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  12. Research Ethics Committee and Integrity Board Members’ Collaborative Decision Making in Cases in a Training Setting.E. Löfström, H. Pitkänen, A. Čekanauskaitė, V. Lukaševičienė, S. Kyllönen & E. Gefenas - forthcoming - Journal of Academic Ethics:1-25.
    This research focuses on how research ethics committee and integrity board members discuss and decide on solutions to case scenarios that involve a dimension of research ethics or integrity in collaborative settings. The cases involved issues around authorship, conflict of interest, disregard of good scientific practice and ethics review, and research with vulnerable populations (children and neonates). The cases were set in a university, a hospital, or a research institute. In the research, we used a deductive qualitative approach with thematic (...)
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  13. Fostering scientific integrity and research ethics in a science-for-policy research organisation.Göran Lövestam, Susanne Bremer-Hoffmann, Koen Jonkers & Pieter van Nes - forthcoming - Research Ethics.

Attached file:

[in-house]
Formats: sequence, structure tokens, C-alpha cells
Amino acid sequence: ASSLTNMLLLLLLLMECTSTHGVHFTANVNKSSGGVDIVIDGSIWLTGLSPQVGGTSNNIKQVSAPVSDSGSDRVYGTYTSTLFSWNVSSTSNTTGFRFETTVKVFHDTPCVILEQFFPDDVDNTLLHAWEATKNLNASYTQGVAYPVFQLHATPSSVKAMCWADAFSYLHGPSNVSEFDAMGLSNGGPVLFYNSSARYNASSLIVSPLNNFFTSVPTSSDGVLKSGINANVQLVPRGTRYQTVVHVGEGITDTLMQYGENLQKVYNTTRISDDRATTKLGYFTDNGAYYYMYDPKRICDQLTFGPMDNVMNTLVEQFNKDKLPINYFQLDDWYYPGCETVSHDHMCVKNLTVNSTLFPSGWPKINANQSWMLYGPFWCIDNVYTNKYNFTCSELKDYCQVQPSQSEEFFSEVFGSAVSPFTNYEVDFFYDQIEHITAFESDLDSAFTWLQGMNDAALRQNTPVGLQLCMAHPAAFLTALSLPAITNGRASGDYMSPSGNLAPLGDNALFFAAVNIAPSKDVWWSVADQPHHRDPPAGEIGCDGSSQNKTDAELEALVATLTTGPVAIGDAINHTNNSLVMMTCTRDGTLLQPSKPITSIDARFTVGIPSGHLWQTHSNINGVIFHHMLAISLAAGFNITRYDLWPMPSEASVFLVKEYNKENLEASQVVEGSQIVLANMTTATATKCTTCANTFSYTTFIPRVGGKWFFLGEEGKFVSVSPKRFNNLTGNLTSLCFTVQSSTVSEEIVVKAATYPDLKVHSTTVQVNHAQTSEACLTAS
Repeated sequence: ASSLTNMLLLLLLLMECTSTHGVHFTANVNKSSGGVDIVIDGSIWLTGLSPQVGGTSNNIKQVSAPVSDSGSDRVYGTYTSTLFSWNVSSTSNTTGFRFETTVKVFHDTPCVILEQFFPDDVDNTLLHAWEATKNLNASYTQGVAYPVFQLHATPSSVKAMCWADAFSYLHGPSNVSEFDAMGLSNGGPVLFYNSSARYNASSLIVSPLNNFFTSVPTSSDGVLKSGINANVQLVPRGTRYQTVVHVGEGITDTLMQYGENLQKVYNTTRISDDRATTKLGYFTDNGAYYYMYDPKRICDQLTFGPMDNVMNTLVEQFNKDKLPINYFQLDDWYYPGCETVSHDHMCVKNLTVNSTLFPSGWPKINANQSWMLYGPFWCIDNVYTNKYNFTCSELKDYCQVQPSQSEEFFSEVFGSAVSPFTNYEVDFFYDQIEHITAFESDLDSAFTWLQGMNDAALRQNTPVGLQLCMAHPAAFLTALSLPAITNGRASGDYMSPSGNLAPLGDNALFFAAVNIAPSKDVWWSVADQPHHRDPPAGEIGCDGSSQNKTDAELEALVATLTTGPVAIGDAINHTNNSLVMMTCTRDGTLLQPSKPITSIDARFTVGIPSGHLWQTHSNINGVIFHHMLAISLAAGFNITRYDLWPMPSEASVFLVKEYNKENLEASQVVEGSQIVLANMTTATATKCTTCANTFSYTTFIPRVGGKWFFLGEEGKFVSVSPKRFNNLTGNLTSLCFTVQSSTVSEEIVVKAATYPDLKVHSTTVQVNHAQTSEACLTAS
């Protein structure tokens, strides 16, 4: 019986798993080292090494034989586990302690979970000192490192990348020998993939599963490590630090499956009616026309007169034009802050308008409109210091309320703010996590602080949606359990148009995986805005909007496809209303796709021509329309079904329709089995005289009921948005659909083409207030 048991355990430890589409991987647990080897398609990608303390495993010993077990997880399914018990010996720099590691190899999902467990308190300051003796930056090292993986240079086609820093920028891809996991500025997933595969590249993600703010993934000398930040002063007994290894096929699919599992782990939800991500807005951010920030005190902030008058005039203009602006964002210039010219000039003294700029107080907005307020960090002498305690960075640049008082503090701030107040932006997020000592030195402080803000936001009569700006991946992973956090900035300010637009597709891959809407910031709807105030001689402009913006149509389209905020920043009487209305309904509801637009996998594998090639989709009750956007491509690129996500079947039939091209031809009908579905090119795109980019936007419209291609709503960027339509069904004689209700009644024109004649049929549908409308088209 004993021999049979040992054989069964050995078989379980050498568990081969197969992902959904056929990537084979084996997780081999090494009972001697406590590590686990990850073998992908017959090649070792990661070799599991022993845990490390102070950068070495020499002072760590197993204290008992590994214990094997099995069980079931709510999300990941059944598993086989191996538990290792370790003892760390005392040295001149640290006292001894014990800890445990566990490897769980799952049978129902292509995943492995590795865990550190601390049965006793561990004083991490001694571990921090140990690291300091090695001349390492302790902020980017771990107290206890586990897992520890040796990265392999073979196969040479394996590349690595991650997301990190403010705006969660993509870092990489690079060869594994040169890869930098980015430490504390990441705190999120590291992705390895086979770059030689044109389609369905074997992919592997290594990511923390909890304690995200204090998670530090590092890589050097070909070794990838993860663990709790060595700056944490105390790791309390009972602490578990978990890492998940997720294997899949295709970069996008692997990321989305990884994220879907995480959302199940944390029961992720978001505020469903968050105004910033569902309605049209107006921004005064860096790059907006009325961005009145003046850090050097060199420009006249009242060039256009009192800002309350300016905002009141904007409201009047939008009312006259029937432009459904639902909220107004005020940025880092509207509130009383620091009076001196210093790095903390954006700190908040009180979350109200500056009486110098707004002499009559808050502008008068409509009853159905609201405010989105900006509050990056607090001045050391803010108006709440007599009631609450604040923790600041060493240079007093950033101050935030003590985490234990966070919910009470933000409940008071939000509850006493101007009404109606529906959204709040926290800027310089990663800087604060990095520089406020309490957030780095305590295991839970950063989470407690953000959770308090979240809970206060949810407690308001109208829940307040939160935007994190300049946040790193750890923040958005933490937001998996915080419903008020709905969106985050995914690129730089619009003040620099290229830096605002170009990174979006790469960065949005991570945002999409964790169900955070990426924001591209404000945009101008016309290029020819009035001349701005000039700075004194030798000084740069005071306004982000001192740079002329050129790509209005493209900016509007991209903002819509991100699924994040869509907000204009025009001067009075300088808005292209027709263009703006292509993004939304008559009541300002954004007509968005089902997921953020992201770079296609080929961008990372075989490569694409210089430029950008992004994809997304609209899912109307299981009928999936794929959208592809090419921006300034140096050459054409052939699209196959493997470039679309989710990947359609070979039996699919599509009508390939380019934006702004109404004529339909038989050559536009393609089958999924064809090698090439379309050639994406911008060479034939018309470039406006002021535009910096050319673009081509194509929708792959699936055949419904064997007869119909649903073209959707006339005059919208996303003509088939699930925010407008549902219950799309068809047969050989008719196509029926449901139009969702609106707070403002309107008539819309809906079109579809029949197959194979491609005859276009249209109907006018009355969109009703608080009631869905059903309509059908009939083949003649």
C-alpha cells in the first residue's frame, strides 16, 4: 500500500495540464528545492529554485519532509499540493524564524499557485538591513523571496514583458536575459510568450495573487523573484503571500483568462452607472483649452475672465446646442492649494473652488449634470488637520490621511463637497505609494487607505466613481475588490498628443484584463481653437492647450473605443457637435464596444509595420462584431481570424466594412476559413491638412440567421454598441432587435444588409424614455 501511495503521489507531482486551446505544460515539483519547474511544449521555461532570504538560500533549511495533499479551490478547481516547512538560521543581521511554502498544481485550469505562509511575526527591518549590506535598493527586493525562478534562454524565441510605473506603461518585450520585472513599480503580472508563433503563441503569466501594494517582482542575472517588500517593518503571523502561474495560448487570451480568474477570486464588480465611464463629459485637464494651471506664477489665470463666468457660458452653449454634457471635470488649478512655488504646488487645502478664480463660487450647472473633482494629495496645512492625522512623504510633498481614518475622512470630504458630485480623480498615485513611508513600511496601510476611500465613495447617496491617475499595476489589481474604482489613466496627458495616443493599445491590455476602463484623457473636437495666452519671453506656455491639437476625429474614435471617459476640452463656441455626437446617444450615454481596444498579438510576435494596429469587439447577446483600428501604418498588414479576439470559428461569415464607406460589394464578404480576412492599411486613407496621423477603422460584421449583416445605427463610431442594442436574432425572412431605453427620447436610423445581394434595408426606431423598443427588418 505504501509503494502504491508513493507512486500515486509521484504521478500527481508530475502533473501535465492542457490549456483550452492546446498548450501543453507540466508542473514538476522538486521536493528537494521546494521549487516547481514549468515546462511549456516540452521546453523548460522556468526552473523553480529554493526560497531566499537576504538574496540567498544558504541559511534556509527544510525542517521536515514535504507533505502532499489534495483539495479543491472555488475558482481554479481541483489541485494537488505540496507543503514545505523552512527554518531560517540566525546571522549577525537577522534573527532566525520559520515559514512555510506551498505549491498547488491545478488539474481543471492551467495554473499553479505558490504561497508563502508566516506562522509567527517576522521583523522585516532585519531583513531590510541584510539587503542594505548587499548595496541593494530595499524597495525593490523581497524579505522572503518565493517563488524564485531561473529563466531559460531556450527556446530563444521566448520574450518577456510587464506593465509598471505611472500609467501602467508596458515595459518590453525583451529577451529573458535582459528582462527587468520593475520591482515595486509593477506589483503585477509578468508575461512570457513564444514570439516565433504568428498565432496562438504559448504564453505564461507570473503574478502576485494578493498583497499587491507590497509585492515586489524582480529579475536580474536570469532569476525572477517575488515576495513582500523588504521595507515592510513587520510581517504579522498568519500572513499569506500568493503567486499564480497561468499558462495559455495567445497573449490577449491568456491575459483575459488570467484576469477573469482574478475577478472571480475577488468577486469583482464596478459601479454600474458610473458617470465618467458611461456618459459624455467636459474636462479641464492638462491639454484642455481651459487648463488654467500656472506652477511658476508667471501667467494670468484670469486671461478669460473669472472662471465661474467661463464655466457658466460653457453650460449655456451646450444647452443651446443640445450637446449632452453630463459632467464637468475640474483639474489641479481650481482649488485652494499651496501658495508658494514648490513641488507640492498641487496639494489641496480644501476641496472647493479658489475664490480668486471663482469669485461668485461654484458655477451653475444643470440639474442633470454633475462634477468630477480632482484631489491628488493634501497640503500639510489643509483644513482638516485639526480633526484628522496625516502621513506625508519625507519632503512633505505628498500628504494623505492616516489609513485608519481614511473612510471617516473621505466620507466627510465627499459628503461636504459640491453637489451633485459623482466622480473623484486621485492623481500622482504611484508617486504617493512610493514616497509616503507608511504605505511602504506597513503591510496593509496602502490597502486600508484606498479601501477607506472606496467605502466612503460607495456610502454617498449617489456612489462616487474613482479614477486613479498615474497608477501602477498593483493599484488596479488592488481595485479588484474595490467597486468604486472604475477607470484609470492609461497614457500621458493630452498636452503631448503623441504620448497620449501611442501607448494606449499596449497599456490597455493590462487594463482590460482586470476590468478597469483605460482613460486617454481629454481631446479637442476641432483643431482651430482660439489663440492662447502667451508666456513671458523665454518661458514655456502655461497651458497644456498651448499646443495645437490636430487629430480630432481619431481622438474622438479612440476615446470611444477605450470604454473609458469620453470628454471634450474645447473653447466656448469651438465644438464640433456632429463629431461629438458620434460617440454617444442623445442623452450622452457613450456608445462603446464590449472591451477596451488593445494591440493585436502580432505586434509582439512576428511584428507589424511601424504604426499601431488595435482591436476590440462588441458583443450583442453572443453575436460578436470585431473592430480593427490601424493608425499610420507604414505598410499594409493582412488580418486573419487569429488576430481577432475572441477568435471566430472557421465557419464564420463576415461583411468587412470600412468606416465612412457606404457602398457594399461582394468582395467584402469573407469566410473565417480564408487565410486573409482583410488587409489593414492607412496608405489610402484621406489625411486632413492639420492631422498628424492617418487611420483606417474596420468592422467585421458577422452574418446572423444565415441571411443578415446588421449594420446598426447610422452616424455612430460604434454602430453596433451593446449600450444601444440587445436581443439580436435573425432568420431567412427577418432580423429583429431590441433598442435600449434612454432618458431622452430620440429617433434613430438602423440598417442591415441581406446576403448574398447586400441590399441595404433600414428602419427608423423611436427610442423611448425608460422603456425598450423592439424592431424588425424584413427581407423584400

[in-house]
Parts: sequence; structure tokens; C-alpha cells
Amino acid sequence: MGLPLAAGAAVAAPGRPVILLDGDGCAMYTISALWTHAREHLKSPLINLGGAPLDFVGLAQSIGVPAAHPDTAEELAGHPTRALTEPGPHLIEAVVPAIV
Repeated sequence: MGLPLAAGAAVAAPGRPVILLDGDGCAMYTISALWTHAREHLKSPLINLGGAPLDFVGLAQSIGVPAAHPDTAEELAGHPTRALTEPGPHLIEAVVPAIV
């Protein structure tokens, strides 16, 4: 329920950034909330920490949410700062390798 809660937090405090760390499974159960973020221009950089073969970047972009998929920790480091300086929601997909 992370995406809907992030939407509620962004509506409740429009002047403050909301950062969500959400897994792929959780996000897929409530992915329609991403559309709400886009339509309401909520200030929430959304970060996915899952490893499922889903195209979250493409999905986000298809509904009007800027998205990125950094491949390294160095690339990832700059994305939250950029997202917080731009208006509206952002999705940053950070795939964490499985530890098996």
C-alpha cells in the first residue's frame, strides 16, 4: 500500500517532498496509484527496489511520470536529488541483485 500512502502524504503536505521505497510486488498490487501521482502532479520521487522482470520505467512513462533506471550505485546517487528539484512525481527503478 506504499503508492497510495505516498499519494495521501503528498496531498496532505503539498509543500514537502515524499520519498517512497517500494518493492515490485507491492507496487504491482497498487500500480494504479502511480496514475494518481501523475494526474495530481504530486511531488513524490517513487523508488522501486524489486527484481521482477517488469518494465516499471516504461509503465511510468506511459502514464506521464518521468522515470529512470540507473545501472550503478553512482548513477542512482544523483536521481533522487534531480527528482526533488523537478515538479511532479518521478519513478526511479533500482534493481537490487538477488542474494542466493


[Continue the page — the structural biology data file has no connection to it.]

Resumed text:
The Joint Research Centre (JRC) is the European Commission’s in-house science and knowledge service, employing a substantial staff of scientists devoted to conducting research to provide independent scientific advice for EU policy. Focussed on various research areas aligned with EU priorities, the JRC excels in delivering scientific evidence for policymaking and has published numerous science-for-policy reports and scientific articles. Drawing on a scientific integrity statement, surveys among JRC’s research staff, and thematic discussions with JRC’s research leaders, the JRC has developed (...)
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  14. A Bibliometric Analysis on Academic Integrity.Muammer Maral - forthcoming - Journal of Academic Ethics:1-23.
    This research aimed to identify patterns, intellectual structure, contributions, social interactions, gaps, and future research directions in the field of academic integrity (AI). A bibliometric analysis was conducted with 1406 publications covering the period 1966–2023. The results indicate that there has been significant growth in AI literature over the last decade. The most influential publications focused on academic integrity violations such as cheating, plagiarism, and academic misconduct. The largest contribution to the field has come from journals that publish specifically on (...)
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  15. Academic Integrity Policy Analysis of Chilean Universities.Beatriz Antonieta Moya & Sarah Elaine Eaton - forthcoming - Journal of Academic Ethics:1-25.